March 4, 2016 |
In a bid to undo last month's devastating state Supreme Court ruling that the Philadelphia School Reform Commission has no power to suspend parts of the state school code, the SRC has asked the court to reconsider its decision. The SRC said in documents filed with the court Monday that the decision "invalidated an essential tool provided by the legislature to address the School District of Philadelphia's ongoing financial and educational crisis at a time when the district is struggling to carry out its constitutional obligation to provide a thorough and efficient education" to city public school students.
February 25, 2016
It's time to begin the hard work necessary to replace the Philadelphia School Reform Commission with a viable school board. The SRC's reason to exist was all but buried last week when the state Supreme Court ruled that the law that created its extraordinary powers nearly two decades ago was unconstitutional. Without the authority granted in the 1998 law allowing the state to take over the School District in 2001, the SRC won't be able to circumvent its contract with the Philadelphia Federation of Teachers to assign staff and change work rules based on what it deems necessary.
February 20, 2016 |
Does the new reality handed him this week by the state Supreme Court trouble William R. Hite Jr.? "Absolutely, I'm worried about what it means," the Philadelphia school superintendent said Thursday night of a court ruling this week striking down some of the special powers the School Reform Commission has used in times of crisis. "A lot of the tools that the governing body had have been removed. " The decision could affect how teachers are assigned, how schools are closed, and, most significant, how charter schools might grow.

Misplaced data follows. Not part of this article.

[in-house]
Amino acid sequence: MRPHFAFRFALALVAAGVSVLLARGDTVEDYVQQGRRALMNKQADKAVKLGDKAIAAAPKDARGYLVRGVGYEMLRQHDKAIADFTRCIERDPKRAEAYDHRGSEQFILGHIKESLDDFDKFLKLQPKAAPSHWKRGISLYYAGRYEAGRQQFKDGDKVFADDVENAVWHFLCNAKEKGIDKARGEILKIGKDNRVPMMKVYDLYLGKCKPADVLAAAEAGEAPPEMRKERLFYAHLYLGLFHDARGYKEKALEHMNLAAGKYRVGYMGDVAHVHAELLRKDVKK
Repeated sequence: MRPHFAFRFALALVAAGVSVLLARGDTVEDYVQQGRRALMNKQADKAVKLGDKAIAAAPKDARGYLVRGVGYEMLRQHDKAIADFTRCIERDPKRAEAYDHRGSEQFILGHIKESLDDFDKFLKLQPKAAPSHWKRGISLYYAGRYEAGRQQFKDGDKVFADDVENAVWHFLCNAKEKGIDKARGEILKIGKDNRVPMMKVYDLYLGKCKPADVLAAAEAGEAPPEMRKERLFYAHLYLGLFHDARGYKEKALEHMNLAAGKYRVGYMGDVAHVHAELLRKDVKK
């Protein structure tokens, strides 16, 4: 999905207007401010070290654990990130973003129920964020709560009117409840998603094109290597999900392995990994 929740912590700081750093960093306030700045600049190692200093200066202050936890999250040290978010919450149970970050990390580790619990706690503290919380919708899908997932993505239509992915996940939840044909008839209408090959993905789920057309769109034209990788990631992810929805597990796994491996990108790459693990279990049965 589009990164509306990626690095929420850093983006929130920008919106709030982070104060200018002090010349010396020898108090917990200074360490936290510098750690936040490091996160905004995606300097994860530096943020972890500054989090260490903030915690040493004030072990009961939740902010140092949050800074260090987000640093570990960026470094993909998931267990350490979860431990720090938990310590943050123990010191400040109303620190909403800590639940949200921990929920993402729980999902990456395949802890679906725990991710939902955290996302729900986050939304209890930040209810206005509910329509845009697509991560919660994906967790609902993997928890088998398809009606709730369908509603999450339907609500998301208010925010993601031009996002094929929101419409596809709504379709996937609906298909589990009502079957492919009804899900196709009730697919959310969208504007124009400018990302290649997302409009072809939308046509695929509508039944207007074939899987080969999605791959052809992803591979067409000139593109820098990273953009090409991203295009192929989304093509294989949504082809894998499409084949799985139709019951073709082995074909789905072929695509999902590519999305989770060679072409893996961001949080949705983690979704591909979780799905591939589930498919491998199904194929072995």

February 18, 2016 |
On the day that the Philadelphia School Reform Commission approved three new charter schools, the state Supreme Court issued a ruling Tuesday that could have grave implications for the cash-strapped district's finances and operations for years to come. The court ruled that the SRC had no legal power to suspend portions of the state charter law and school code. The ruling strips the commission of extraordinary powers it believed it had - and used. It was too soon to say exactly what the fallout for the school system would be - district lawyers offered no official comment - but early indications were ominous.
February 2, 2016 |
WHEN Superintendent William Hite announced that he had changed his mind about placing John Wister Elementary School into the "Renaissance" program and turning it over to Mastery Charter Schools, the school community rejoiced. He cited new data that showed the school had made significant growth. But at last week's meeting, School Reform Commissioner Sylvia Simms introduced an eleventh-hour resolution, approved by the SRC, to override Hite's decision. The resolution had not been posted before the meeting, and Chairwoman Marjorie Neff denied requests from members of the public to comment before the vote.
January 24, 2016 |